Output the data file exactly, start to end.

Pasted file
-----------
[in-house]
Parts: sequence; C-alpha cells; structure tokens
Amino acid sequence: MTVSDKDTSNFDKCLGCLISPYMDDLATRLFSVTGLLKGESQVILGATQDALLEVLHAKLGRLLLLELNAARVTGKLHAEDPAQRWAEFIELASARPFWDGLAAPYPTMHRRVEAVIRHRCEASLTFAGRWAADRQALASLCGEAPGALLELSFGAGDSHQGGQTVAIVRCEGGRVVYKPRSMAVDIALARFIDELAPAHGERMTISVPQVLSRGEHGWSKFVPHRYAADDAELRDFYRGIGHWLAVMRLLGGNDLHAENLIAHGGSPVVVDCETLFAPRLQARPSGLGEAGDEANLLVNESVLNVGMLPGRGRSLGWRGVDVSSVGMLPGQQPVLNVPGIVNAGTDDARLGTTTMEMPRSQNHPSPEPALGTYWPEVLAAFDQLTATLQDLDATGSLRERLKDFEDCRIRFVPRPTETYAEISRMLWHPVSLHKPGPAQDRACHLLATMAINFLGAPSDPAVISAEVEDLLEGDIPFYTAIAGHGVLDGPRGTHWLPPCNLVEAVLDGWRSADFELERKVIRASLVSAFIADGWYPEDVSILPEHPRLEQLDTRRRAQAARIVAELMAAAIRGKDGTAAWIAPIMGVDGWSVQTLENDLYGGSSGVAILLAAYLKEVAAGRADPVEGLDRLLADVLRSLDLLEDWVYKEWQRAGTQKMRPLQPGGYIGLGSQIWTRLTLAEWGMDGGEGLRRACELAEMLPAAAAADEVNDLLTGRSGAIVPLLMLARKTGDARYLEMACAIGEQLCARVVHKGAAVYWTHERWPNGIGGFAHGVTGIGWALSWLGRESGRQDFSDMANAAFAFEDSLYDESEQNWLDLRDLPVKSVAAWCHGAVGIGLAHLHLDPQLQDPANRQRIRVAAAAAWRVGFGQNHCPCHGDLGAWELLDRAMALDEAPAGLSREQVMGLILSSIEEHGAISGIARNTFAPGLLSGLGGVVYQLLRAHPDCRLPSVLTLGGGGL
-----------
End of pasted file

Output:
[in-house]
Parts: sequence; C-alpha cells; structure tokens
Amino acid sequence: MTVSDKDTSNFDKCLGCLISPYMDDLATRLFSVTGLLKGESQVILGATQDALLEVLHAKLGRLLLLELNAARVTGKLHAEDPAQRWAEFIELASARPFWDGLAAPYPTMHRRVEAVIRHRCEASLTFAGRWAADRQALASLCGEAPGALLELSFGAGDSHQGGQTVAIVRCEGGRVVYKPRSMAVDIALARFIDELAPAHGERMTISVPQVLSRGEHGWSKFVPHRYAADDAELRDFYRGIGHWLAVMRLLGGNDLHAENLIAHGGSPVVVDCETLFAPRLQARPSGLGEAGDEANLLVNESVLNVGMLPGRGRSLGWRGVDVSSVGMLPGQQPVLNVPGIVNAGTDDARLGTTTMEMPRSQNHPSPEPALGTYWPEVLAAFDQLTATLQDLDATGSLRERLKDFEDCRIRFVPRPTETYAEISRMLWHPVSLHKPGPAQDRACHLLATMAINFLGAPSDPAVISAEVEDLLEGDIPFYTAIAGHGVLDGPRGTHWLPPCNLVEAVLDGWRSADFELERKVIRASLVSAFIADGWYPEDVSILPEHPRLEQLDTRRRAQAARIVAELMAAAIRGKDGTAAWIAPIMGVDGWSVQTLENDLYGGSSGVAILLAAYLKEVAAGRADPVEGLDRLLADVLRSLDLLEDWVYKEWQRAGTQKMRPLQPGGYIGLGSQIWTRLTLAEWGMDGGEGLRRACELAEMLPAAAAADEVNDLLTGRSGAIVPLLMLARKTGDARYLEMACAIGEQLCARVVHKGAAVYWTHERWPNGIGGFAHGVTGIGWALSWLGRESGRQDFSDMANAAFAFEDSLYDESEQNWLDLRDLPVKSVAAWCHGAVGIGLAHLHLDPQLQDPANRQRIRVAAAAAWRVGFGQNHCPCHGDLGAWELLDRAMALDEAPAGLSREQVMGLILSSIEEHGAISGIARNTFAPGLLSGLGGVVYQLLRAHPDCRLPSVLTLGGGGL